Friday, March 22, 2013

Making Adjustments...

I looked at the clock tonight shortly before 9:00 and realized that two weeks ago, I was sitting beside my grandmother, watching her take the last breaths of her life and drift away from us forever.  Tonight, I was sitting beside my great-niece, Zola, watching her drift sweetly off to Dreamland... and hopefully a long night of restful slumber.  The last two weeks have been a whirlwind of activity... planning and preparing for the funeral, acknowledging those who helped with everything from the pre-service meal to the pastors and funeral directors, those who sent flowers and those who have generously given to charities in memory of my grandmother.

My grandmother's apartment had to be cleared and the few items we didn't donate to charity had to be sorted and stored.  There were dishes to return, forms to sign, and things to catch up on at home... like laundry and housekeeping that had been put off far too long.

During all of this, I assured Timothy and Zola that when I rested, they could come for a visit.  A few days ago, we had the one and only "warm" day of this week, and my husband and I set aside everything else to go grab the kids and spend an hour at a local park playground.  Timothy ran to me, arms open wide.  As I scooped him up and hugged him, he gently patted me and asked, "Aunt Debbie... have you rested?"  I told him yes, I have rested, and he can come soon for a visit.

So Zola is here tonight for HER visit... Timothy comes tomorrow for a night, and we will all go to church together on Sunday.  As I sat down to one of the first "real" suppers I've cooked in a while last night, I said to my husband, "I keep thinking I need to go to Southridge and check on Mam-ma."  Then I remember... she is no longer there.  I have no idea how long this will go on... when I will truly realize that things have changed.  I just know that tonight, I reminded myself that it's only been two weeks.  After almost 56 years of having my grandmother as a constant in my life - and the last eleven as her primary caregiver and guardian - it's bound to be an adjustment.

I find myself still experiencing moments of feeling "bleh" - not necessarily sad, but just dull and a little numb.  Toddlers are great for that!  They have a way of jerking you right out of your vacant reverie and back to reality!  And that is a good thing.  Timothy's mother allowed him to attend Mam-ma's funeral, and having him there was a great comfort to me.  Even though he is not quite four, he had a perspective on death that we could all take to heart.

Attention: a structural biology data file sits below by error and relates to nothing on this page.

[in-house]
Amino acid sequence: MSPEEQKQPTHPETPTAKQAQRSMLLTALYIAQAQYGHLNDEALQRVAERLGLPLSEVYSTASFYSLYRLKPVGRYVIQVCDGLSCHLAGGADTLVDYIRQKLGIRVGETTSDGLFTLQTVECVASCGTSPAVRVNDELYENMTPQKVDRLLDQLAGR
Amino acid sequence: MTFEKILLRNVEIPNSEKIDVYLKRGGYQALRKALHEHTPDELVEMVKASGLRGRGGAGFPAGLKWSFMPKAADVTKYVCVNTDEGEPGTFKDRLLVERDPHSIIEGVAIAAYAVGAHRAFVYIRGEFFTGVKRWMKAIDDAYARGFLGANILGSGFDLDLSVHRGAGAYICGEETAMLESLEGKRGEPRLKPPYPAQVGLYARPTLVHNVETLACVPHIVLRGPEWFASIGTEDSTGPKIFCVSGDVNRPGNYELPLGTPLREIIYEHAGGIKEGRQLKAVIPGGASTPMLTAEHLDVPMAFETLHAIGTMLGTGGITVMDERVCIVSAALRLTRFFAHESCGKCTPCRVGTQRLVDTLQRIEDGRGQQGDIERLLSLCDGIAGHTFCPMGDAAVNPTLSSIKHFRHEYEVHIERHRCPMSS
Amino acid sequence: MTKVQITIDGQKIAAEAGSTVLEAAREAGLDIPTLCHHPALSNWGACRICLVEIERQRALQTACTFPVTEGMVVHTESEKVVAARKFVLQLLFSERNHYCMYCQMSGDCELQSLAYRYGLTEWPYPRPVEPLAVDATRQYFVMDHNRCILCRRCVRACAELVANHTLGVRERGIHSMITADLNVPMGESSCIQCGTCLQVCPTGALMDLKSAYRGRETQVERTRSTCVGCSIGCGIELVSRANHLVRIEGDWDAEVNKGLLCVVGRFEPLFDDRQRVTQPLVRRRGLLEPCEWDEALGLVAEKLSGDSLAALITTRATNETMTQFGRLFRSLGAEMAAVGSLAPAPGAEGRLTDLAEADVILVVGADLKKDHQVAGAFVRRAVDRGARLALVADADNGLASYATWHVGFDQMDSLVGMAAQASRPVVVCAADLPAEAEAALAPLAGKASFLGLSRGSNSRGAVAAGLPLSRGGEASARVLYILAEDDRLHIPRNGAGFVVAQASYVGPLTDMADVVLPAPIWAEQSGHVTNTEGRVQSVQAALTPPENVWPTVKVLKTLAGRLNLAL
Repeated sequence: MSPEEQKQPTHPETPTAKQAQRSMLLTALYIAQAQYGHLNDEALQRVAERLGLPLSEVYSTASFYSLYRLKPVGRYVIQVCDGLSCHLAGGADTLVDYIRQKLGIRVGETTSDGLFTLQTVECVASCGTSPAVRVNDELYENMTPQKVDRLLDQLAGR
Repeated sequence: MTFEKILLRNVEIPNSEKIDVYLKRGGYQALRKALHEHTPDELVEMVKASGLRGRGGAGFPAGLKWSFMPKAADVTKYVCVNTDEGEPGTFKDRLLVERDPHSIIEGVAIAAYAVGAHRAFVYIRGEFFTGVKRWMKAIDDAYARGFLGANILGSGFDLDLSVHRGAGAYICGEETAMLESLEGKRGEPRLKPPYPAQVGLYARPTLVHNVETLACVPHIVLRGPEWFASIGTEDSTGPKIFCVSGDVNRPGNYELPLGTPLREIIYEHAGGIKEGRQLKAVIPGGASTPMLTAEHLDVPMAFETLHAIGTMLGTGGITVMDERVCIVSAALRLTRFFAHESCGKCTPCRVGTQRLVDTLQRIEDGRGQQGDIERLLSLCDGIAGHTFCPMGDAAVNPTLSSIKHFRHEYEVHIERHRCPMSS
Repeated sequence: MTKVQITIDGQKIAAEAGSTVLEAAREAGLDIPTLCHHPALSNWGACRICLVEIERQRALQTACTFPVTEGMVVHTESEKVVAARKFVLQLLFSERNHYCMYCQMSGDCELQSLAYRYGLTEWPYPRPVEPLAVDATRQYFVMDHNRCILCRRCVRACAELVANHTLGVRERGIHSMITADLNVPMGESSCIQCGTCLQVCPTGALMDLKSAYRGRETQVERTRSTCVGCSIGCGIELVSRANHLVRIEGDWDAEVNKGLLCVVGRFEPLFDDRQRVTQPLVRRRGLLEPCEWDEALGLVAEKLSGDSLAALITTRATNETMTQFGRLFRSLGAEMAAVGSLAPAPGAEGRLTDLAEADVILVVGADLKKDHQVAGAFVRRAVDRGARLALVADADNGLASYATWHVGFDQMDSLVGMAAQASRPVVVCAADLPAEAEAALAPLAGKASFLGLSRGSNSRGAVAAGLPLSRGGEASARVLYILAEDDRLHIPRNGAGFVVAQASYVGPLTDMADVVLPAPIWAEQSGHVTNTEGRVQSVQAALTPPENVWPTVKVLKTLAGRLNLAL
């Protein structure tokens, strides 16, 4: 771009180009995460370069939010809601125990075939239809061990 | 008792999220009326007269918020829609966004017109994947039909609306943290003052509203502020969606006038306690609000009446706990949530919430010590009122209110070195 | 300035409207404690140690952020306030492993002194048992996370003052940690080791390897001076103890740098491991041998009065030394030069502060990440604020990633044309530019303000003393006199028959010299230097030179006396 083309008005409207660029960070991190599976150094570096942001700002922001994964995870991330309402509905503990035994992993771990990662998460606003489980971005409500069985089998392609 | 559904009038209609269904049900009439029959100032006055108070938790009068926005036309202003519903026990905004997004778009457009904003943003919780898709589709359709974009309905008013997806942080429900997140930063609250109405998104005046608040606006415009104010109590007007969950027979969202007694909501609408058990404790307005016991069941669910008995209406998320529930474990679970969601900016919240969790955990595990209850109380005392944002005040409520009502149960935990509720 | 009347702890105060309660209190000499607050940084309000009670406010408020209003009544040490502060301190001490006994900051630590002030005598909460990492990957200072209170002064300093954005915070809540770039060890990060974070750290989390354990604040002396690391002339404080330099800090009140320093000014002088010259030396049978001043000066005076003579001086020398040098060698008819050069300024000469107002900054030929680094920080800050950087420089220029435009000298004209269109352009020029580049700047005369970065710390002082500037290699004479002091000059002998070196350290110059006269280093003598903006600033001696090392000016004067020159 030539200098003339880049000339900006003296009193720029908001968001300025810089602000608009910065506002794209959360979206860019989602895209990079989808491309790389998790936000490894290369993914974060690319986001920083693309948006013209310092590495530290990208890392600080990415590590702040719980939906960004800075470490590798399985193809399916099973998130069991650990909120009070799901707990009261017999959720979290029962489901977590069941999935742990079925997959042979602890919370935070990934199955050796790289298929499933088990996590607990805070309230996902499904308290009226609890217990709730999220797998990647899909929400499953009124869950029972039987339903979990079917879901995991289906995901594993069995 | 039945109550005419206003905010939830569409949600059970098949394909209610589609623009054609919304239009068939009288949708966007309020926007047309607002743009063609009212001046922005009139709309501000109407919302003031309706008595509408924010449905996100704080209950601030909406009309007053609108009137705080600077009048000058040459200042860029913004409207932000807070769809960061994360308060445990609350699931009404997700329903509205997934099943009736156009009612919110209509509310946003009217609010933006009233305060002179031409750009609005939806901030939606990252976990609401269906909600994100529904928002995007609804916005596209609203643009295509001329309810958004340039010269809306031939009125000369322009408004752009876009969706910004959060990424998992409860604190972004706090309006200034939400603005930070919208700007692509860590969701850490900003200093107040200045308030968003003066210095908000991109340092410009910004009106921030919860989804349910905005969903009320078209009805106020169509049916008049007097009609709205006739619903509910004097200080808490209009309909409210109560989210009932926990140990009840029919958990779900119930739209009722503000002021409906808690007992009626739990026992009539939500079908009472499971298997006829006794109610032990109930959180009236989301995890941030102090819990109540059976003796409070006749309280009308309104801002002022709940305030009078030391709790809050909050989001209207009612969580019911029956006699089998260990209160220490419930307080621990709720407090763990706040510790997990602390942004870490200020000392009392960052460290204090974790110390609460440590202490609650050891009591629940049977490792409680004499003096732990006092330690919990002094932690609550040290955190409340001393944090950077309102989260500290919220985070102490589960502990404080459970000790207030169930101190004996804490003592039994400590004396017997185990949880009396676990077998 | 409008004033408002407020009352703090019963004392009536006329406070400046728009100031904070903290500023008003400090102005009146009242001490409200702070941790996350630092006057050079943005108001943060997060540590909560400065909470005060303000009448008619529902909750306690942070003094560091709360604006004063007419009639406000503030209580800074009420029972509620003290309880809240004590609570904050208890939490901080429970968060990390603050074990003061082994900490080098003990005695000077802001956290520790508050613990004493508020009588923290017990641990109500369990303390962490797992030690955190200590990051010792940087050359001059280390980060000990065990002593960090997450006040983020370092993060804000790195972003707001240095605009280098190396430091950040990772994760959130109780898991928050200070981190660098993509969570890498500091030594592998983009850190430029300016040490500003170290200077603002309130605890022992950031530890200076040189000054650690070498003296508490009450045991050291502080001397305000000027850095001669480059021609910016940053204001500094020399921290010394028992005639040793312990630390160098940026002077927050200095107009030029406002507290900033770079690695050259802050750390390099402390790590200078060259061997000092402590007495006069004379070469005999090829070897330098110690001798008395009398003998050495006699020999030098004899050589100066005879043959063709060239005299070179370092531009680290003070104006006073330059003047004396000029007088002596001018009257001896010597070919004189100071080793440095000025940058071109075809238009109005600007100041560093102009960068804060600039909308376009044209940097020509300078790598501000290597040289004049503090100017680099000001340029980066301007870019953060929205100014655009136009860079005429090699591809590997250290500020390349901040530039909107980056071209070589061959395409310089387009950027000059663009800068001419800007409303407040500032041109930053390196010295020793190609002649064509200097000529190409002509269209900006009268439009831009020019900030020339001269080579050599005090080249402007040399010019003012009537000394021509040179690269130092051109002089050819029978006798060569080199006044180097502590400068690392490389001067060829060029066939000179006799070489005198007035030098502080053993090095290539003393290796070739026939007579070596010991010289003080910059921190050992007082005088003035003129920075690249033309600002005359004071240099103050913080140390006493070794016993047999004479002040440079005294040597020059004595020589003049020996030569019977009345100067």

During the visitation, Timothy played throughout the church sanctuary.  Mam-ma's casket sat atop a "gurney" type table on rollers.  As visitors paraded by to speak to me, Timothy came with arms up for me to hold him.  I scooped him up, and he looked down into the casket.  "Mam-ma's dead!" he exclaimed.  "We're gonna roll her up to heaven to be with Jesus... He's a really nice guy!"  Then he was off to run and play again.  At the cemetery, he sat in my lap and said, "We can't leave Mam-ma in that box very long."  Both pastors who officiated are dear family friends, and one of them gently explained to Timothy that Mam-ma is in heaven...she's not really in that box.  Honestly, I don't know what all she said to him, but he accepted it readily.  On the ride to the cemetery, Timothy had declared again that "Mam-ma is dead!"  My mom said, "Yes, she is in heaven... and we are glad."  Timmy replied, "I'm not glad!  Well, I'm a little glad.

We could learn a lot from a four-year-old.  I'm sure my grandmother would be greatly pleased by his comments and "take" on her passing.  She was so ready for heaven, so I am glad she is finally there. And I know how worried she was about her great-great-grandchildren.  So as I tucked Zola in tonight, I thought of how pleased Mam-ma would be to know that I was rocking her to sleep... and continuing her legacy of love and devotion to others - especially our family and this new generation of little ones.


Amber said...

Thank you for sharing these last six years of your sweet grandmothers’ life with me. I came upon your blog by chance today and spent the last several hours reading all your posts from the beginning. I was looking for someone who was like me – “sandwiched” between two vastly different age groups but both needing my care. I am a mother of three young boys and the caregiver of my 90 year old grandmother. I wanted to let you know that you have given me insight and understanding. You made me laugh and helped me to feel not so alone. Mam-ma Polly was a special lady and she will be missed.

Debbie Robus said...

Amber... thank you SO MUCH for these comments. I am thrilled to think that my posts have helped you, and I do hope you will fill free to visit this blog often... AND comment (use the link on the left) and let me know how things are going. You are NOT alone... and that's why I created this blog. This is a lonely journey for many of us, and it doesn't have to be. Thanks again for your comments... and for reading!

Family Fandango said...

This is very sweet, thank you for sharing. My boy was 5 when my father passed away last year. At times it was really difficult because he'd see me crying and think it was kind of funny. But I remember him saying the same thing about Jesus "Mama, did you know he can walk on water? That Jesus sounds like a pretty cool guy!" :)